By Staff | April 8, 2008 | Last updated on April 8, 2008
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(April 8, 2008) The Pan-Canadian Committee for Third-Party Structured Asset-Backed Commercial Paper revealed Tuesday that satellite trusts of Structured Asset Trust Series E and Structured Investment Trust III Series E have reached an agreement with CIBC related to the termination of three CIBC credit default swaps.

The agreement on the swaps was a condition of CIBC’s role in the margin funding facility, an integral part of the committee’s restructuring plan.

This ends months of negations between CIBC and those investors who own a large part of the outstanding SAT Series E notes.

With the agreement, a credit default swap transaction with Nemertes Credit Linked Certificate Trust Series 2006, has ended.

The termination resulted in a $163 million loss (or 23% of the principal) to note holders of SAT Series E. So far, investors have recovered about 77% of the funds.

“We are pleased to see the successful restructuring of these swaps,” says Purdy Crawford, chair of the committee. “This restructuring is a long and complicated road comprising many steps, and today’s announcement represents further progress towards successful implementation of the overall restructuring plan.”

CIBC is just one financial institution working with the committee to fix liquidity issues stemming from the ABCP crisis.

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CFOs wielding more power and influence: Ernst & Young

Aspiring CEOs may want to set their sights on a different job. According to a new Ernst & Young report, chief financial officers have more influence and responsibility than ever before.

The report, conducted by E&Y and CFO Research Services, says senior management and directors increasingly expect CFOs to deal with strategic issues rather than concentrating only on financial information.

“In order to rise to the standard now expected of them, CFOs must first improve their financial operations, which have become disjointed and inefficient in the wake of rapid growth in the industry. Only then can CFOs become true strategic partners, helping to evaluate new products, provide leading indicators on business performance and drive merger and acquisition opportunities,” says the company.

Andrew de Haan, an E&Y spokesperson, says banks that have CFOs around the “strategic planning table” will win out. “CFOs have the knowledge to guide their organizations and help navigate these tumultuous times.”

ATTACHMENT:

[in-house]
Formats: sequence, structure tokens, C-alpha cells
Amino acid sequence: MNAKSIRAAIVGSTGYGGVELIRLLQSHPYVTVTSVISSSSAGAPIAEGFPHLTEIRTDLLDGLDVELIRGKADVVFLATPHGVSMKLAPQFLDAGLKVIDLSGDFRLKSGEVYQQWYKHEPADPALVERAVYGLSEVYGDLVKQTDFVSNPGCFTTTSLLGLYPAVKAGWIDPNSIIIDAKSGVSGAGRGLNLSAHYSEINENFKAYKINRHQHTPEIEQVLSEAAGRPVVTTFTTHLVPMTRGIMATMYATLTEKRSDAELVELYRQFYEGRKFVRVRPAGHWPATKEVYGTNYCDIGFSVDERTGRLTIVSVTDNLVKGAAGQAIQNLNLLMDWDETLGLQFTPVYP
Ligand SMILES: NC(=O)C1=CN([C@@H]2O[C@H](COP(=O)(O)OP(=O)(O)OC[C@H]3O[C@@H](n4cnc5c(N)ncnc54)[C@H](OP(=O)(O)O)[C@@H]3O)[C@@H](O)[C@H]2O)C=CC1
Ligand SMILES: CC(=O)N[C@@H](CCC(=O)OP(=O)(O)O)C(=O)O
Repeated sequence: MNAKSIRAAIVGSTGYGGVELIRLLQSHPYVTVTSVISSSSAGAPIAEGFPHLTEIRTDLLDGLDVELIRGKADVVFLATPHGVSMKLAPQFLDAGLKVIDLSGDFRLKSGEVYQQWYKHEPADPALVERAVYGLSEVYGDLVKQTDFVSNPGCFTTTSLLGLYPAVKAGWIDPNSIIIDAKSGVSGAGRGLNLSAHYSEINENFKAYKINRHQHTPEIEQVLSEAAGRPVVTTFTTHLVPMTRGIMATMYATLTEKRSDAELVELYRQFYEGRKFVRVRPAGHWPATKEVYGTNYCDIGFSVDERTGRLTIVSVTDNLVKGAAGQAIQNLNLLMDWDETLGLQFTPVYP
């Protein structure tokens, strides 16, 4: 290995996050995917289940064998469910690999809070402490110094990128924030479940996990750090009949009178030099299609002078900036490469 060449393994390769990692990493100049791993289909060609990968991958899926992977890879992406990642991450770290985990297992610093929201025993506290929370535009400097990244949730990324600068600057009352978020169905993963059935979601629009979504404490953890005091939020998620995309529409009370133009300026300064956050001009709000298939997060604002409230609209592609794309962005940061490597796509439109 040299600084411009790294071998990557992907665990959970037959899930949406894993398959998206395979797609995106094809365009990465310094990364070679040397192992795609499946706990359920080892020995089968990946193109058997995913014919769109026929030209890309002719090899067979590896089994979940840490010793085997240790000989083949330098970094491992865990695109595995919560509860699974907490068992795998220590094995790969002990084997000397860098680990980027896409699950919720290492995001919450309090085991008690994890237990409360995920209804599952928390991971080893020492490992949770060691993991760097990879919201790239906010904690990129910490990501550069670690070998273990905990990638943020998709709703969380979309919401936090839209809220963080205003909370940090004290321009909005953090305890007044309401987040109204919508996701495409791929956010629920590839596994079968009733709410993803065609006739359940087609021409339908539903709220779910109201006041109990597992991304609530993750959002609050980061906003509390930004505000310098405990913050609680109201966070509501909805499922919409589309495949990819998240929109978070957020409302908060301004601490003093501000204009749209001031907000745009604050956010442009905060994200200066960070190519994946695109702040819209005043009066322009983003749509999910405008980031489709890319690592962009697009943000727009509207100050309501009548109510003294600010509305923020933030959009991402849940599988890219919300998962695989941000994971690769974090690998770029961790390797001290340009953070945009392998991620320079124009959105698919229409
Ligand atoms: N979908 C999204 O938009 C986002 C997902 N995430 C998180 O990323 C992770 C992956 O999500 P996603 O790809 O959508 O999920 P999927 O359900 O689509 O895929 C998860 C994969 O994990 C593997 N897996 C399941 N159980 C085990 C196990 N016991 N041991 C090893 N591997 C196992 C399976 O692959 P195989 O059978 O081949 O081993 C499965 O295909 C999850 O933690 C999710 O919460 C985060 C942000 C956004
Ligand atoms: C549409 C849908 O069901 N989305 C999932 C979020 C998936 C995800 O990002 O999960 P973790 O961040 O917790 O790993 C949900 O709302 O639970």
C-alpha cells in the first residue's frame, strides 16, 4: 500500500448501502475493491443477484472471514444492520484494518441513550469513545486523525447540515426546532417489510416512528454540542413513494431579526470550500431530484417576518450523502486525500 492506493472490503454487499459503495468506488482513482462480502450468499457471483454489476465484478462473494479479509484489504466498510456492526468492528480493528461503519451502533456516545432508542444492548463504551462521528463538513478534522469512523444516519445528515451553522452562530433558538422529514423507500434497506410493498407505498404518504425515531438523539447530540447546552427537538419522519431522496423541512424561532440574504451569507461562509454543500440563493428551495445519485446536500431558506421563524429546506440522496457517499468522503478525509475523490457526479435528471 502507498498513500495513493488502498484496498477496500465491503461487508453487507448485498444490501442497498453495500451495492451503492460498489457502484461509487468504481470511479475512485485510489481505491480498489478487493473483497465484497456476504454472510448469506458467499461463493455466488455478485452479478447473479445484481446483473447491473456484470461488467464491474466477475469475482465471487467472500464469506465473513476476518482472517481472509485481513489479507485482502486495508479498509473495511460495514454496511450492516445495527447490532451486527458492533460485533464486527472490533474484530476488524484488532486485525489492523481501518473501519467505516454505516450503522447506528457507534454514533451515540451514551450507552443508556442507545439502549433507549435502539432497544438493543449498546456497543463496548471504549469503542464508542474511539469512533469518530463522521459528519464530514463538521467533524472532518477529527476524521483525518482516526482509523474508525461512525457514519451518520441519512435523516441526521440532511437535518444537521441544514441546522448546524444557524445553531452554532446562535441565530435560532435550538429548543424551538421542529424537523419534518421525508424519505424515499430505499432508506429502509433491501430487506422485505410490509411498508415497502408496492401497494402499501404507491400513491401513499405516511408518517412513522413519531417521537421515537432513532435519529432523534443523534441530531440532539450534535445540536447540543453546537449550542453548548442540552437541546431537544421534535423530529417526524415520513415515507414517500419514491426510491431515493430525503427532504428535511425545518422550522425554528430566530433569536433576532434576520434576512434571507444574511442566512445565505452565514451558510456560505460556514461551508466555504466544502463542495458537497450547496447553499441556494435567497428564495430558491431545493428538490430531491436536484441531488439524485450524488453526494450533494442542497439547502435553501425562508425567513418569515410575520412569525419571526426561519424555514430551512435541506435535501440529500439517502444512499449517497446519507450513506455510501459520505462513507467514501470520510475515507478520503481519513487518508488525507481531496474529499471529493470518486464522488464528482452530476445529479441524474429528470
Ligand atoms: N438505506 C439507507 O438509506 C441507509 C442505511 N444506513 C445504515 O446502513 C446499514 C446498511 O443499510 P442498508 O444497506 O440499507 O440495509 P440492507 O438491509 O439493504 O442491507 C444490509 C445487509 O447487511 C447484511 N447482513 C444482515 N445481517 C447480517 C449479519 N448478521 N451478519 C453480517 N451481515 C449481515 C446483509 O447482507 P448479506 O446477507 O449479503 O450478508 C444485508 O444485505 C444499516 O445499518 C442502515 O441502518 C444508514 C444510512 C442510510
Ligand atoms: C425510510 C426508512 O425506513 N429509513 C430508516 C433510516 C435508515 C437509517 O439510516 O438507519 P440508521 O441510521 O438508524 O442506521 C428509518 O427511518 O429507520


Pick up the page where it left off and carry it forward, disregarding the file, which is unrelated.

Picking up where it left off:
The survey points out that the credit crunch has forced firms to pay closer attention to finance and balance sheets. Bringing in someone who has proven business experience can be just the thing to turn a failing company around.

E&Y says that banks specifically are centralizing the CFO’s responsibility in order to bring that individual’s “holistic perspective” to the rest of the company.

“CFOs are elevating their game to meet the demands of today’s market conditions,” says T. J. Letarte, head of Ernst & Young’s Americas’ Finance and Performance Management practice for financial services. “In addition to the important work they’ve always done monitoring and reporting, they’re also helping to provide their firms with a comprehensive, actionable view of risk. By doing so, they’re creating more competitive institutions that can face future challenges more resiliently.”

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RBC launches new program for managers

(April 8, 2008) Thanks to a new initiative by RBC Capital Markets, hedge fund, mutual fund and institutional asset managers will find it easier to do business.

The bank’s Global Prime Services Group will provide “dedicated and comprehensive support” to these managers through a single platform backed by RBC.

“We recognize that the lines between hedge fund and traditional institutional managers are becoming more obscure as their needs become more similar,” says Jeremy Frommer, head of RBC Global Prime Services. “Hedge funds are going public and no longer using only long/short strategies, traditional fund managers are launching 130/30 funds, using leverage and shorting, while institutional managers need more robust services.”

The new group will offer managers everything from prime brokerage and trading technology to securities lending, capital introductions and financing.

The unit will feature a “single-point-of-contact” customer service platform. “Our unique single point of contact for multi-asset-class service provides a consolidated view of a client’s portfolio, enabling us to fully understand our clients’ needs and provide the right products and the highest level of service possible,” says Daniel Dorenbush, head of relationship management for RBC Global Prime Services.

(04/08/08) staff


The staff of have been covering news for financial advisors since 1998.